Unfortunately, the negatives outweigh the positives. The biggest offender is the resolution to GhostBobby’s journey. He came back a few weeks ago and, in that time, has done almost nothing. He’s filled in some exposition the guys could have learned another way, fought Dick briefly, and gotten frustrated at Sam and Dean. He nearly does something significant this week, but walks back from it just in time and requests to be GhostEuthanized. Where we are now, there was absolutely no purpose to bringing him back as a ghost in the first place, other than employing the fantastic Jim Beaver, and doing so undermined his initial touching death episode. It seems likely he’ll be back next season, an ally for Dean in Purgatory, but if this is the case, it’ll only serve to undermine his second touching death scene as well.

Not only has the GhostBobby arc been significantly mishandled, to say the very least, but so has CasMark2. His return this week feels out of character for CasMark2 and his heart-to-heart with Dean, while touching, implies strongly that (regular) Cas is still here and is putting on this distracted, twitchy persona as a way to avoid interacting with the non-insect, non-floral world. Which is fine and actually makes a lot of sense. It’s just less interesting (and it doesn’t explain his fondness for Meg, who clearly doesn’t reciprocate his emotional bond with her). His actions this week instead feel like transparent pawn pushing to put Cas in place to be transported to Purgatory with Dean.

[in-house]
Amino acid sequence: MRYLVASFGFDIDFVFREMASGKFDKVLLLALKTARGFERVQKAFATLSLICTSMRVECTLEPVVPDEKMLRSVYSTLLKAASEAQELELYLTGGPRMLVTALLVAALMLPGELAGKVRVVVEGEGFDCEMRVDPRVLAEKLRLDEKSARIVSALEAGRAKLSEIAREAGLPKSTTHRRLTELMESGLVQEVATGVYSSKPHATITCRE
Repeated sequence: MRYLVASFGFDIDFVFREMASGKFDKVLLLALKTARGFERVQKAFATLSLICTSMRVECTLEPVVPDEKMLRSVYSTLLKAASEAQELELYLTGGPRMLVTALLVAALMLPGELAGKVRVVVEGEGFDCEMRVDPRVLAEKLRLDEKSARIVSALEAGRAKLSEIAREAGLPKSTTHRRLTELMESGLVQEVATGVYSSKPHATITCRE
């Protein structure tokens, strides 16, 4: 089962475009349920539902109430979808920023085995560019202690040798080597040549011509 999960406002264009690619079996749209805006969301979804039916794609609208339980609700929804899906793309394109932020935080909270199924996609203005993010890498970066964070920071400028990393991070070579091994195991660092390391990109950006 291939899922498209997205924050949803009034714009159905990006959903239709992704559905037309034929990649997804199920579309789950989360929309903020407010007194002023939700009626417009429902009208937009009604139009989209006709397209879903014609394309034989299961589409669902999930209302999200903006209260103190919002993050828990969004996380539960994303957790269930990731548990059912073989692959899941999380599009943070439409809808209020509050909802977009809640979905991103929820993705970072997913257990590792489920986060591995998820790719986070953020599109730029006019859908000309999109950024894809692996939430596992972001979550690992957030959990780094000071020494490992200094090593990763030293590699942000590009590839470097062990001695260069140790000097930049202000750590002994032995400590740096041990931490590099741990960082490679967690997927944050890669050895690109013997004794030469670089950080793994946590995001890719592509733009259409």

The Leviathan have been problematic from the start, overpowered and underdeveloped. Their grand plan to farm the Earth (or, at least to start, the US) is appropriately evil and threatening and the social commentary the writers have explored with this on American health and priorities has been interesting, but the payoff to this season-long build is disappointingly small scale. Sam, Dean, and Cas sneak in to SucraCorp, undiscovered and undisturbed, find Kevin and Dick in a matter of moments, and take him out a matter of moments after this. No fight, no struggle along the way. Sam and Dean are good Hunters, but they’ve never been the most stealthy. What happened to all of those cameras Charlie (nice to see her name-checked!) was able to hack into for them? Do Leviathan just make terrible security guards?